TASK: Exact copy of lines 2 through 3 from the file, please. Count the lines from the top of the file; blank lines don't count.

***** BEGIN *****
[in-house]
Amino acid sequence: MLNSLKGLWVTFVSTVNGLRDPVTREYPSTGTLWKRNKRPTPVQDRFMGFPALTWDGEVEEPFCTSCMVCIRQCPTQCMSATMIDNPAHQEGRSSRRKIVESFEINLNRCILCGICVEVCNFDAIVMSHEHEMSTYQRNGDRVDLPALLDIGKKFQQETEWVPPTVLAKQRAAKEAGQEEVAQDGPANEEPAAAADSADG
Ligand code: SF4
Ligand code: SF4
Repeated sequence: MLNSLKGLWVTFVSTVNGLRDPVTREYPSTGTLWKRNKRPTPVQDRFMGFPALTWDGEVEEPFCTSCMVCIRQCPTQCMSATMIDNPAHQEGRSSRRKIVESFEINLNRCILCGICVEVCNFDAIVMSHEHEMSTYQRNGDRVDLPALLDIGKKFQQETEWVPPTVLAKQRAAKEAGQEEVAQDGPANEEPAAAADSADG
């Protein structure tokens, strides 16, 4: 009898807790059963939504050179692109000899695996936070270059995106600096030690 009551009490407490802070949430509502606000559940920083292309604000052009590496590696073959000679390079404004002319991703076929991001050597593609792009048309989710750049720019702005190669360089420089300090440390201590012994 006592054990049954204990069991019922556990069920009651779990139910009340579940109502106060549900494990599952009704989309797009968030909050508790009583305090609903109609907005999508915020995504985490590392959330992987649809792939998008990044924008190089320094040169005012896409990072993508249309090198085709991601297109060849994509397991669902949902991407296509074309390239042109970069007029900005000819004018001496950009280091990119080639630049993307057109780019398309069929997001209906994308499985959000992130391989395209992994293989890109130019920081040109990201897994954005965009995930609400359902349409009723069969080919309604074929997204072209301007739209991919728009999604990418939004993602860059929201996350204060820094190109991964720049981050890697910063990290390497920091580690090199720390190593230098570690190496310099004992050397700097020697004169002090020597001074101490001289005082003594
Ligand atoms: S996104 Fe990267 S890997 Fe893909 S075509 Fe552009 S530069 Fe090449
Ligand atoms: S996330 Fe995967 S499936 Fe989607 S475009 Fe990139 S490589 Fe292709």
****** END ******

Amino acid sequence: MLNSLKGLWVTFVSTVNGLRDPVTREYPSTGTLWKRNKRPTPVQDRFMGFPALTWDGEVEEPFCTSCMVCIRQCPTQCMSATMIDNPAHQEGRSSRRKIVESFEINLNRCILCGICVEVCNFDAIVMSHEHEMSTYQRNGDRVDLPALLDIGKKFQQETEWVPPTVLAKQRAAKEAGQEEVAQDGPANEEPAAAADSADG
Ligand code: SF4